Ryan: One of my personal favorite tracks off of Year. 01 was the track “onceevertwiceover”. How did it come to life and how did the songwriting process go?
Kirby: That song, like most songs I write, started with some random strumming and humming that was probably pretty indistinguishable from a dying animal. In that mess somewhere I found a little sliver of something that I liked and I used that as the starting point for my next round of strumming and humming. Then after probably about an hour of this iterative loop of messy garbage a melody or a structure or a chorus or verse starts to bubble up to the surface. At that point I usually record the little bit of a song I have so I don’t forget it and walk away from it for a little while. Then when I come back, usually the next day, I make sure I still like what I had and then I continue the loop until the song’s done, however long that takes.
Ryan: Most bands name their albums off of a song from the album. How did you come up with the name Year. 01 since there is no title track?
Kirby: The album was actually named before any of the songs were written. My ultimate vision for the project was to be able to do a song a week for most of the year and build this catalog of music over time (year.01, year.02, year.03…) but I ended up getting too busy to keep up the pace of a song a week so “Year.02” hasn’t materialized yet.
Ryan: How did you happen to name your band Mount Carmel and The End Of The World?
Kirby: It’s actually a line from the book “Good Omens” by Neil Gaiman and Terry Pratchett. There’s a character in the book called Death who’s speech is written in all caps and there is one page where he only has two lines “MOUNT CARMEL” and “AND THE END OF THE WORLD.”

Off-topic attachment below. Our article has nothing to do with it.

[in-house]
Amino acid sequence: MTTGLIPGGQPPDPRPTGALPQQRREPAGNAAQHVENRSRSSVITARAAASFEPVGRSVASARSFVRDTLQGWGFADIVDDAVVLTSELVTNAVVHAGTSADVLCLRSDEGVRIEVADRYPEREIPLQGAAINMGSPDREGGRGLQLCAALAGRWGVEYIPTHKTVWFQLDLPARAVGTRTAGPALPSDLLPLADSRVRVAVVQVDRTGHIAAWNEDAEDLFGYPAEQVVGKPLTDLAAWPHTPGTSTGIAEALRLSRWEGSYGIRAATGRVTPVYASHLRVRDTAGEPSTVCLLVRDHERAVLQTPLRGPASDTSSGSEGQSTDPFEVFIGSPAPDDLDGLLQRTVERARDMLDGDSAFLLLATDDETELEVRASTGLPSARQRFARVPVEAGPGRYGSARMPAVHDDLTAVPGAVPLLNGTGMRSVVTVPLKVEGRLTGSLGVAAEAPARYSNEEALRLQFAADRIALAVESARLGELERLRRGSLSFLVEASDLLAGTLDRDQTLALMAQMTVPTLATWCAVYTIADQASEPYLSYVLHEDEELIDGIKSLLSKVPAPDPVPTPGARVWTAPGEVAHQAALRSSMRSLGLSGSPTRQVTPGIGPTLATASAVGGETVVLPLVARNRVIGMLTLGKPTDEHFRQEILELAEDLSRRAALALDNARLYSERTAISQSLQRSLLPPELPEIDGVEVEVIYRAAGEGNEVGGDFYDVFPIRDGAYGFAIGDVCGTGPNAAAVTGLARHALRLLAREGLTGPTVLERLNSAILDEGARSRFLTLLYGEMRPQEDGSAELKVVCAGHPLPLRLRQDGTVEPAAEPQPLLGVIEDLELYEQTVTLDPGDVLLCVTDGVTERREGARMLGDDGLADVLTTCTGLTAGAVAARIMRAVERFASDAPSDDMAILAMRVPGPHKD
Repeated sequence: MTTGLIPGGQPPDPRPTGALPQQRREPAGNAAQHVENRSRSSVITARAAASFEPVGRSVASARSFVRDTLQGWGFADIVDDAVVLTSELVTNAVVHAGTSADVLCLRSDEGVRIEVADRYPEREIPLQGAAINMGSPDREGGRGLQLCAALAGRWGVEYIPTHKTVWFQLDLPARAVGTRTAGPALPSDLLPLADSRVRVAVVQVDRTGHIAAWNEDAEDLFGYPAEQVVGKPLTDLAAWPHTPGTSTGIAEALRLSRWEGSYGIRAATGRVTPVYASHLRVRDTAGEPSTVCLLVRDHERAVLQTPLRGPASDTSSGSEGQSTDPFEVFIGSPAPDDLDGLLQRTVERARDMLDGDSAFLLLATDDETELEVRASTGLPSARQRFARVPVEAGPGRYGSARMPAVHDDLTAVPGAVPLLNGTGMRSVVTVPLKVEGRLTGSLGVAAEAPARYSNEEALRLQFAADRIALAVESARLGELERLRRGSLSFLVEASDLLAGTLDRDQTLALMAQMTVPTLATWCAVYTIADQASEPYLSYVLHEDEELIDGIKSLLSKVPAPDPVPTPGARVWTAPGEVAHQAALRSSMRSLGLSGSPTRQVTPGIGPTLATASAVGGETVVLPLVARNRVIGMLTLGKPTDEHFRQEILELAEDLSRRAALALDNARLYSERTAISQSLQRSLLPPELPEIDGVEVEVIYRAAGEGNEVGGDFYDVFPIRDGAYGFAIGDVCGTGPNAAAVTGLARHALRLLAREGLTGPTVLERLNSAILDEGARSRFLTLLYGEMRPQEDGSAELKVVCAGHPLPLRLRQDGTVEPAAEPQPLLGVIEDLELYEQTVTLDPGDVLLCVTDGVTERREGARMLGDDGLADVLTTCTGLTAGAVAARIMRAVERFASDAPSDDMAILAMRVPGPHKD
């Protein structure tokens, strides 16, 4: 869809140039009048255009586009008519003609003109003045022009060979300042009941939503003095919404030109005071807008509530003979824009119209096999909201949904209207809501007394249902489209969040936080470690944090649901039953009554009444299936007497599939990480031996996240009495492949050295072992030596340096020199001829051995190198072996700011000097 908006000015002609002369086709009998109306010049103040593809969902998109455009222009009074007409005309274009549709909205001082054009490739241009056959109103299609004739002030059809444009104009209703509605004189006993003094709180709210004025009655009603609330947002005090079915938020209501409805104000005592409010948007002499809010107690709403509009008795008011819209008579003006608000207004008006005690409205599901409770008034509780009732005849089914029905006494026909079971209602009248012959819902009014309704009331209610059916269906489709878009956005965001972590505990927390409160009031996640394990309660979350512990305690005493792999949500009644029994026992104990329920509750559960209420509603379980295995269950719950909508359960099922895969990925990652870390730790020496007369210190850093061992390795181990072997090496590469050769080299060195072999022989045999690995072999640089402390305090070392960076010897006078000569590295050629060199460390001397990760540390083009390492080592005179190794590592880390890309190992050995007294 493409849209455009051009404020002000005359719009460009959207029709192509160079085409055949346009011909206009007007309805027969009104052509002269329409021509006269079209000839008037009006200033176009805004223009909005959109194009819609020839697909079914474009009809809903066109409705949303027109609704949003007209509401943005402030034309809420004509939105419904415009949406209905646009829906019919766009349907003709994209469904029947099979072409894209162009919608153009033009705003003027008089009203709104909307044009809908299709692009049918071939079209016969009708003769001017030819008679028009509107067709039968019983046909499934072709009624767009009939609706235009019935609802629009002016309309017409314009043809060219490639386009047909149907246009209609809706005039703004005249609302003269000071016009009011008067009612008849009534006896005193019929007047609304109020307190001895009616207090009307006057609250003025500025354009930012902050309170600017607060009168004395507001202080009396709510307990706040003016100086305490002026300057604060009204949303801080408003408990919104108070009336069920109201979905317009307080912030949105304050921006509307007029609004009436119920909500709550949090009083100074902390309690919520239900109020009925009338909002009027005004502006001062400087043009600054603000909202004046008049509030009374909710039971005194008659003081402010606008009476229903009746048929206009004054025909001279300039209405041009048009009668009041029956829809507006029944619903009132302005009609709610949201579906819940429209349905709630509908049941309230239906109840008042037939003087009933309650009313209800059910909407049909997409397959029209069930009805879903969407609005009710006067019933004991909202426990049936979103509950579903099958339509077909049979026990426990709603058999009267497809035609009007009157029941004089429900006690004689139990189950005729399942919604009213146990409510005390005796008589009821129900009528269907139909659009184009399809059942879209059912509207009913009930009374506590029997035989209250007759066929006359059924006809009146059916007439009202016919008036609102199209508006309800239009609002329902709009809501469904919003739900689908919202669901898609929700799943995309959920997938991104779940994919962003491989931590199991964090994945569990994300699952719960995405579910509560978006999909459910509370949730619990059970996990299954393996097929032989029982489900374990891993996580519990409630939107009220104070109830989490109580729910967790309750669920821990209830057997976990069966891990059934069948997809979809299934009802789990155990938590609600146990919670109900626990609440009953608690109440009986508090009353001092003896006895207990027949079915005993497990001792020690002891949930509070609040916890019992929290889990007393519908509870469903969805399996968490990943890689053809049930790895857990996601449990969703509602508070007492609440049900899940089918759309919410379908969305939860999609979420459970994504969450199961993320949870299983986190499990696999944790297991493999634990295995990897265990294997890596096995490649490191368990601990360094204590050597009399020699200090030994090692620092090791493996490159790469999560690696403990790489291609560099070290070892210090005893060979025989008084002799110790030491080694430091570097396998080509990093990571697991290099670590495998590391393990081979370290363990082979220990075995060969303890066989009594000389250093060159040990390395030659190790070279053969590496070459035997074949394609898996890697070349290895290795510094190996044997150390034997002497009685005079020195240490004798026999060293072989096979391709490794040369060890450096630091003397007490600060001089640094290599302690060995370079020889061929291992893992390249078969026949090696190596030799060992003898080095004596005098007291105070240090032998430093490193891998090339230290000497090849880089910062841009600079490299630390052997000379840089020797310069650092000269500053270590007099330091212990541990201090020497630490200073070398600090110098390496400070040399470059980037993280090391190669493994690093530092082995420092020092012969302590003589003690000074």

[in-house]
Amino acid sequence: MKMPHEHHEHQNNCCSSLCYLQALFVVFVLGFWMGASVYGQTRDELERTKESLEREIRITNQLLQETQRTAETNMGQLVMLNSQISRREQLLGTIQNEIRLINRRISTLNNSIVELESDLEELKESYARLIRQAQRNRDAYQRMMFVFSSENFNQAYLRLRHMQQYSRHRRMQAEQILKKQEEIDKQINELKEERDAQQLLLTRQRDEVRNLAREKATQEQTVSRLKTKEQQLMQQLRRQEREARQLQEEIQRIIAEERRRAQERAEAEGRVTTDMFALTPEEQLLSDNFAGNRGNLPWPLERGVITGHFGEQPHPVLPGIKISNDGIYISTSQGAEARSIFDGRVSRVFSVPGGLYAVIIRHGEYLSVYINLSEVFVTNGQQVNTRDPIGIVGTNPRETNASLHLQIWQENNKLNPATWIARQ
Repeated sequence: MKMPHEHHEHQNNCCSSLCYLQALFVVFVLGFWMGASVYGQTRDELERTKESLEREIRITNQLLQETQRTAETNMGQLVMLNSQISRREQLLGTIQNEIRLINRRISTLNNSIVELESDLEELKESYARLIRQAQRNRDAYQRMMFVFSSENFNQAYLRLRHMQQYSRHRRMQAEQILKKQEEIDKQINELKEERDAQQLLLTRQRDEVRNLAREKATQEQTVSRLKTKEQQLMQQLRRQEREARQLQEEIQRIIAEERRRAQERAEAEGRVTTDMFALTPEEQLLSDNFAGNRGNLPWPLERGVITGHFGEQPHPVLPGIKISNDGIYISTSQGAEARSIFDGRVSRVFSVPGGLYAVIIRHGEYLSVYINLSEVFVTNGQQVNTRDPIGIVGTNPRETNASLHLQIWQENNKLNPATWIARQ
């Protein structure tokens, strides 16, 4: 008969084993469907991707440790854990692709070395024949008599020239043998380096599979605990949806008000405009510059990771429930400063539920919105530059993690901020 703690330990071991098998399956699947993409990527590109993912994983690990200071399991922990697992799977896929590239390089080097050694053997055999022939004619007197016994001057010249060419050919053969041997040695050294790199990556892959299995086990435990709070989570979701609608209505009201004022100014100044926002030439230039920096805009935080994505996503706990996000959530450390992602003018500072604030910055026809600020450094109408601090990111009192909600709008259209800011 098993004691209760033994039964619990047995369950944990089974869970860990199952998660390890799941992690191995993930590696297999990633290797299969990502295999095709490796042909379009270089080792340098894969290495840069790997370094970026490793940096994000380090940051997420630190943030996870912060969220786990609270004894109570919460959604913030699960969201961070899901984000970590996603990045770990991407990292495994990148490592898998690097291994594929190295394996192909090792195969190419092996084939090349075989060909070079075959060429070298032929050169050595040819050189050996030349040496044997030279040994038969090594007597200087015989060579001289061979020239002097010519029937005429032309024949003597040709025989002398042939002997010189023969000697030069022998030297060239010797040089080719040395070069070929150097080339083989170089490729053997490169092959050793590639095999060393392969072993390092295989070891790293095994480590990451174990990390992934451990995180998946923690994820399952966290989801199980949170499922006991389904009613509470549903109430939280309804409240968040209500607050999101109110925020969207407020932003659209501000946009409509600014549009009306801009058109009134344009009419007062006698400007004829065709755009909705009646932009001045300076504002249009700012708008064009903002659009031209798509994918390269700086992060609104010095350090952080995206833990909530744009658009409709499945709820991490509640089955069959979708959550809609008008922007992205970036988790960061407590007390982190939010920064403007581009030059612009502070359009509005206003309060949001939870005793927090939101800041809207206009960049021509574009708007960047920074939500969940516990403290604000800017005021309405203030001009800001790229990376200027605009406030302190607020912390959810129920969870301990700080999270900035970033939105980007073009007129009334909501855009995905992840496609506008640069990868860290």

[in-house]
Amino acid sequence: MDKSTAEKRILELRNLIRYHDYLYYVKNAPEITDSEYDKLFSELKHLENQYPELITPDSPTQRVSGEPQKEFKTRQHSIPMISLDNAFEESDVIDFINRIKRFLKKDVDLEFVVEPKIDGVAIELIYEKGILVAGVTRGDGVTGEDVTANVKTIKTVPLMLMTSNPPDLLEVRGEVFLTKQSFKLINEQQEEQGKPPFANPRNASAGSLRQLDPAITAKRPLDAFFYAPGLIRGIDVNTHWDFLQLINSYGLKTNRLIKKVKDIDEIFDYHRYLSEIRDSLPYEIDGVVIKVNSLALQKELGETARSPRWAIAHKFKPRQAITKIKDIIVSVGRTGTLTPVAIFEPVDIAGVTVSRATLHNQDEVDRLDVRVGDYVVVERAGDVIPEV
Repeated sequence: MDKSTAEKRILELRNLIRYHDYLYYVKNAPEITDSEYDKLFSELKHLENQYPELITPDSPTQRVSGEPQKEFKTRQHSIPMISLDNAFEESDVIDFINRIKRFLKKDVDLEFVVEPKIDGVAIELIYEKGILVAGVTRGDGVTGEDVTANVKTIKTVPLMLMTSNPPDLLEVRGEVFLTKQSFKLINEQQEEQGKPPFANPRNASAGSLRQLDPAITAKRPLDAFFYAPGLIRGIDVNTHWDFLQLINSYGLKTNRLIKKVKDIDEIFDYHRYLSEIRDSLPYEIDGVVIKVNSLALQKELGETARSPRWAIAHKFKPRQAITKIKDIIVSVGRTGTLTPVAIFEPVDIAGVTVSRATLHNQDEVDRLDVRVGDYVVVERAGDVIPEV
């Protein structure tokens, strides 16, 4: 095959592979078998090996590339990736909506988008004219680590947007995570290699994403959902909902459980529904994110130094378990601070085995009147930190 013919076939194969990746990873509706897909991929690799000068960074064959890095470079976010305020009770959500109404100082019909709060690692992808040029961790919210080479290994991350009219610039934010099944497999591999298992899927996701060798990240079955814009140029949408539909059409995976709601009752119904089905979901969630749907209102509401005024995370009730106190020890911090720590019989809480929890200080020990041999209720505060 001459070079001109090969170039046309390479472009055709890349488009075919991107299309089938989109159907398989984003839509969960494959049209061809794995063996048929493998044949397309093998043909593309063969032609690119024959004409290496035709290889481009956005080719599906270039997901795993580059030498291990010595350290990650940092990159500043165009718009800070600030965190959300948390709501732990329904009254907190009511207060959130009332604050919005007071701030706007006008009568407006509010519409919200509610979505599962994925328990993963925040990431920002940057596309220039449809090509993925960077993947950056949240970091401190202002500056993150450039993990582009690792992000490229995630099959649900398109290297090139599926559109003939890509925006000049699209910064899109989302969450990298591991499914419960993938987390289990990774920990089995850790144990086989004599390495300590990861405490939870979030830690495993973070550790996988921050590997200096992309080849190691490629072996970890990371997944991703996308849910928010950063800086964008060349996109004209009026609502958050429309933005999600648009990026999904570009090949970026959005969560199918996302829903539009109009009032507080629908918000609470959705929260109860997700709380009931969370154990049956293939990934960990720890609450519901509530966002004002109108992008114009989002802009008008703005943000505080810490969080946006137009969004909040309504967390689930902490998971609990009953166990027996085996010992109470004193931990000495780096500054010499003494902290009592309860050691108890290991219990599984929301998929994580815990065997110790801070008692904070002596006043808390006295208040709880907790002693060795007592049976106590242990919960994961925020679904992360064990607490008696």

Ryan: Now in this day and age with the internet being both a blessing and curse to musicians, why are you a musician?
Kirby: I’ve been playing music since I was two years old so at this point it’s not really a choice to be a musician, it’s just part of living.
The internet is only a curse to people who decide it’s a curse and give up on trying to innovate. I’ve met so many musicians on the road who complain about how many more records they would be selling if people weren’t stealing their music online but fail to realize that it’s exactly that word-of-mouth file sharing culture that made their band popular in the first place. In my mind, the exposure that musicians have gained because of the internet has opened far more revenue streams than it has closed. Sure, no one is buying records anymore, and that sucks, but since artists now have a direct link to their fans they can utilize that to figure out what fans are actually willing to spend their money on and give that to them instead. Artists can print special edition merch for their fans, do limited edition art, stream live concerts from their bedrooms, sell weird crafts that they make, make goofy YouTube videos, promote their blogs…. what ever else they’re into besides music that they can use as a revenue stream and embrace the internet’s ability to turn their music-fans into their personal-fans.